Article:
We enjoyed meeting with one of the Committee’s lead counsels as well as its communications and outreach specialist, providing both a strong presentation and also good conversation around student (and faculty) questions. Of particular interest was how the different articles and amendments to the Constitution come into play depending on the actors and issues involved. So, for example, religious liberty cases may fall under the Free Exercise or No Establishment clause of the first amendment, or may fall under the Equal Protection clause of the fourteenth amendment, depending on the circumstances.
One student, pleasantly surprised by the substance of the conversation, had this to say:
The main goal of the Baptist Joint Committee for Religious Liberty is to maintain the religious freedom in America. They do this in a variety of ways, including filing briefs with the Supreme Court, as mentioned earlier. Another way they work towards this is education. By teaching people about what the Constitution actually says about religion, they hope that people will gain an understanding of what is actually an infringement of religious freedom. I already knew most of what we were taught about the Constitution. What I didn’t know was how it was used. Apparently First Amendment arguments are rarely used, and instead, cases rely in the Fourteenth Amendment. The visit to the Join Committee was more interesting than I expected it to be.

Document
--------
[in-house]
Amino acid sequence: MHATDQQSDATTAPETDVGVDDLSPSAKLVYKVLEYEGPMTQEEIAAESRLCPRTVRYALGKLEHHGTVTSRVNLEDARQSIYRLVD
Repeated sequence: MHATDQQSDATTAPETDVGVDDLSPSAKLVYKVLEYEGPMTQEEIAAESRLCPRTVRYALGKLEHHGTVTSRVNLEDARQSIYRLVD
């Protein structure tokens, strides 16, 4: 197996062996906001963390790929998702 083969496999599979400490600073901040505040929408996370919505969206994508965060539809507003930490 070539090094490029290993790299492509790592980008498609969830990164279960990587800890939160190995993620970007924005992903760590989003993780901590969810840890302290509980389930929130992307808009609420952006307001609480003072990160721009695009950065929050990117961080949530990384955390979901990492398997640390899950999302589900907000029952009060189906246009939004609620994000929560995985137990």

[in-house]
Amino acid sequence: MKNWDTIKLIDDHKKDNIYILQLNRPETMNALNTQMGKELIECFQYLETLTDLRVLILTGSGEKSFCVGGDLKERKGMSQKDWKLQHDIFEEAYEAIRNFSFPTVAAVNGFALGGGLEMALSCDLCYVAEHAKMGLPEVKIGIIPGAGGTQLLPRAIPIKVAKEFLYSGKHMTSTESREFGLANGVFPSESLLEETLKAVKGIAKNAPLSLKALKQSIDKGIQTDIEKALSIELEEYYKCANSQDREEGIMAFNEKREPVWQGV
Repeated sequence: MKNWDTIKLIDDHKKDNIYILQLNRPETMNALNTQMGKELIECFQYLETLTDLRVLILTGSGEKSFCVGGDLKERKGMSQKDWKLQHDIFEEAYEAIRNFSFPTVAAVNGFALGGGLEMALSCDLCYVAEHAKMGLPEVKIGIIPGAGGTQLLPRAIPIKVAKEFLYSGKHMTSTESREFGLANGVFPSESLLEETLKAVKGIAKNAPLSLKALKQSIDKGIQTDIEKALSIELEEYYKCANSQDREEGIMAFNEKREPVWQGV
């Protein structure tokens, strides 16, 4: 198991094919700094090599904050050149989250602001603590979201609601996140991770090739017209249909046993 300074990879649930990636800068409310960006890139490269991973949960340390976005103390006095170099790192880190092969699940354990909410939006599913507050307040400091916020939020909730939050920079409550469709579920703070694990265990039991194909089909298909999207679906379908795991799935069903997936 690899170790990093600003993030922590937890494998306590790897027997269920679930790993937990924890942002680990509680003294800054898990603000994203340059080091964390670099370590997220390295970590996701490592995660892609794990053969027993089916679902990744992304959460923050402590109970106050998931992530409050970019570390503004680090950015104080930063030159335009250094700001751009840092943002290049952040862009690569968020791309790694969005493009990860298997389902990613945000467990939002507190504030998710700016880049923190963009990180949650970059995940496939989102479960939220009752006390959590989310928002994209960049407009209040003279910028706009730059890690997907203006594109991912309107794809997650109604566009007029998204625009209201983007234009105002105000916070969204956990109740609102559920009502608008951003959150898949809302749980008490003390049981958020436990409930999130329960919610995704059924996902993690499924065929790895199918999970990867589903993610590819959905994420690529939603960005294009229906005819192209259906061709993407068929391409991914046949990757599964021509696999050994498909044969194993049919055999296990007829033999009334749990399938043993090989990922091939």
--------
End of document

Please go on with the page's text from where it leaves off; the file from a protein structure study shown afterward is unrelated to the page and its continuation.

Our visit to the Baptist Joint Committee for Religious Liberty was the most interesting to me. The organization works to protect the freedom of religion as granted in the First Amendment to the Constitution. In the presentation we were given there were examples of cases in which the Committee had been involved in. One involved the use of religious headwear in a workplace that banned headwear. The talk showed me how certain situations can be complicated and it can be hard for the Courts to determine what the law says should be done in those situations. The lecture also highlighted why religious freedom for all religions was important.
We are deeply grateful for the opportunity to take these students to Washington D.C. to explore in person these constitutional aspects of American life and law!